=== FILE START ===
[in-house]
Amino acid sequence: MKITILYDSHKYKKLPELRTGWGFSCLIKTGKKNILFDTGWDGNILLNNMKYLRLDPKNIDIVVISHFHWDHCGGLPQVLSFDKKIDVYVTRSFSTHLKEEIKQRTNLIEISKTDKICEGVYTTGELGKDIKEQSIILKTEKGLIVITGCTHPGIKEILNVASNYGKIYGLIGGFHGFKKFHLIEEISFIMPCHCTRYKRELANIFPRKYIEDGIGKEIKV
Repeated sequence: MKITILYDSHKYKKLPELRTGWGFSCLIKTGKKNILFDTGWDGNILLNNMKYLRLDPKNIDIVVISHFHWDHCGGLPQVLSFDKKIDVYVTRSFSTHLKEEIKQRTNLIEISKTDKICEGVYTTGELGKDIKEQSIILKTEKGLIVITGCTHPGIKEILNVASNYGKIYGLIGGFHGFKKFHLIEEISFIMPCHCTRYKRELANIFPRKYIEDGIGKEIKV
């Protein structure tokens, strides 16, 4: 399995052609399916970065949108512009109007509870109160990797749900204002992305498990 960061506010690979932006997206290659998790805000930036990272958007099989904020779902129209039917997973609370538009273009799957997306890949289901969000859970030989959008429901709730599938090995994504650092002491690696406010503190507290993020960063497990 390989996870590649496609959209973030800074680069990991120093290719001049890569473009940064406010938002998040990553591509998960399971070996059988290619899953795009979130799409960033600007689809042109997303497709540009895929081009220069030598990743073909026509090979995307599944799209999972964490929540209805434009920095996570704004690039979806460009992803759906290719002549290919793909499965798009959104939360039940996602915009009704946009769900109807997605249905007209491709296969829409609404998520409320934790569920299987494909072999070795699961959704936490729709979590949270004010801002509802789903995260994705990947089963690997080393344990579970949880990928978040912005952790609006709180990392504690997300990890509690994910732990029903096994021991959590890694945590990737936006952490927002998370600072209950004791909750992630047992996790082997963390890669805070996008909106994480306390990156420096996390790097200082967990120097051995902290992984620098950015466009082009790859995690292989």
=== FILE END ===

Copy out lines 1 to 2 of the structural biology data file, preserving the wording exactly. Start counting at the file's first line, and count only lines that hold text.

[in-house]
Amino acid sequence: MKITILYDSHKYKKLPELRTGWGFSCLIKTGKKNILFDTGWDGNILLNNMKYLRLDPKNIDIVVISHFHWDHCGGLPQVLSFDKKIDVYVTRSFSTHLKEEIKQRTNLIEISKTDKICEGVYTTGELGKDIKEQSIILKTEKGLIVITGCTHPGIKEILNVASNYGKIYGLIGGFHGFKKFHLIEEISFIMPCHCTRYKRELANIFPRKYIEDGIGKEIKV